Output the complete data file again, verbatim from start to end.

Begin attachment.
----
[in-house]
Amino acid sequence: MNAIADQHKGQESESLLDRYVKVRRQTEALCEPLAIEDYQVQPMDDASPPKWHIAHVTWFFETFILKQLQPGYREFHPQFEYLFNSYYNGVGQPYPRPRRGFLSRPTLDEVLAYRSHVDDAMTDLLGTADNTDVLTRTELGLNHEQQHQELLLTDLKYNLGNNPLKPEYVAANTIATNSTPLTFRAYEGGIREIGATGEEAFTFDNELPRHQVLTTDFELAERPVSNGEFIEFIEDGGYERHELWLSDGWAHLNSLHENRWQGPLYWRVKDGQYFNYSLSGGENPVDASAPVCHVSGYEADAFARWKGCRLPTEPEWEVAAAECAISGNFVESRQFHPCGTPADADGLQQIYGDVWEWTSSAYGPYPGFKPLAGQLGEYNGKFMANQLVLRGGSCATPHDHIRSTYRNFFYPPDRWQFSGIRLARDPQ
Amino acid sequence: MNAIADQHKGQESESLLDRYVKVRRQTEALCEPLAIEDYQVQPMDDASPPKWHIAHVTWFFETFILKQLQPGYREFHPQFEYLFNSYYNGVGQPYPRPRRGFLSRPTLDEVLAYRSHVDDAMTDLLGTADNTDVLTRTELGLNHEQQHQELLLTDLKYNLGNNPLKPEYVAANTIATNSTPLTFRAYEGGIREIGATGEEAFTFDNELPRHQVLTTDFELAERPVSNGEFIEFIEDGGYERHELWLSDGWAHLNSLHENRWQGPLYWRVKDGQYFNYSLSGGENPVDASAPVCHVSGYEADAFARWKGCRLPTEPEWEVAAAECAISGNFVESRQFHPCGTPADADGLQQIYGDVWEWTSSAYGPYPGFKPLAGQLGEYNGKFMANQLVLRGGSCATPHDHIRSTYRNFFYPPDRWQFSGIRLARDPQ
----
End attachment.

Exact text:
[in-house]
Amino acid sequence: MNAIADQHKGQESESLLDRYVKVRRQTEALCEPLAIEDYQVQPMDDASPPKWHIAHVTWFFETFILKQLQPGYREFHPQFEYLFNSYYNGVGQPYPRPRRGFLSRPTLDEVLAYRSHVDDAMTDLLGTADNTDVLTRTELGLNHEQQHQELLLTDLKYNLGNNPLKPEYVAANTIATNSTPLTFRAYEGGIREIGATGEEAFTFDNELPRHQVLTTDFELAERPVSNGEFIEFIEDGGYERHELWLSDGWAHLNSLHENRWQGPLYWRVKDGQYFNYSLSGGENPVDASAPVCHVSGYEADAFARWKGCRLPTEPEWEVAAAECAISGNFVESRQFHPCGTPADADGLQQIYGDVWEWTSSAYGPYPGFKPLAGQLGEYNGKFMANQLVLRGGSCATPHDHIRSTYRNFFYPPDRWQFSGIRLARDPQ
Amino acid sequence: MNAIADQHKGQESESLLDRYVKVRRQTEALCEPLAIEDYQVQPMDDASPPKWHIAHVTWFFETFILKQLQPGYREFHPQFEYLFNSYYNGVGQPYPRPRRGFLSRPTLDEVLAYRSHVDDAMTDLLGTADNTDVLTRTELGLNHEQQHQELLLTDLKYNLGNNPLKPEYVAANTIATNSTPLTFRAYEGGIREIGATGEEAFTFDNELPRHQVLTTDFELAERPVSNGEFIEFIEDGGYERHELWLSDGWAHLNSLHENRWQGPLYWRVKDGQYFNYSLSGGENPVDASAPVCHVSGYEADAFARWKGCRLPTEPEWEVAAAECAISGNFVESRQFHPCGTPADADGLQQIYGDVWEWTSSAYGPYPGFKPLAGQLGEYNGKFMANQLVLRGGSCATPHDHIRSTYRNFFYPPDRWQFSGIRLARDPQ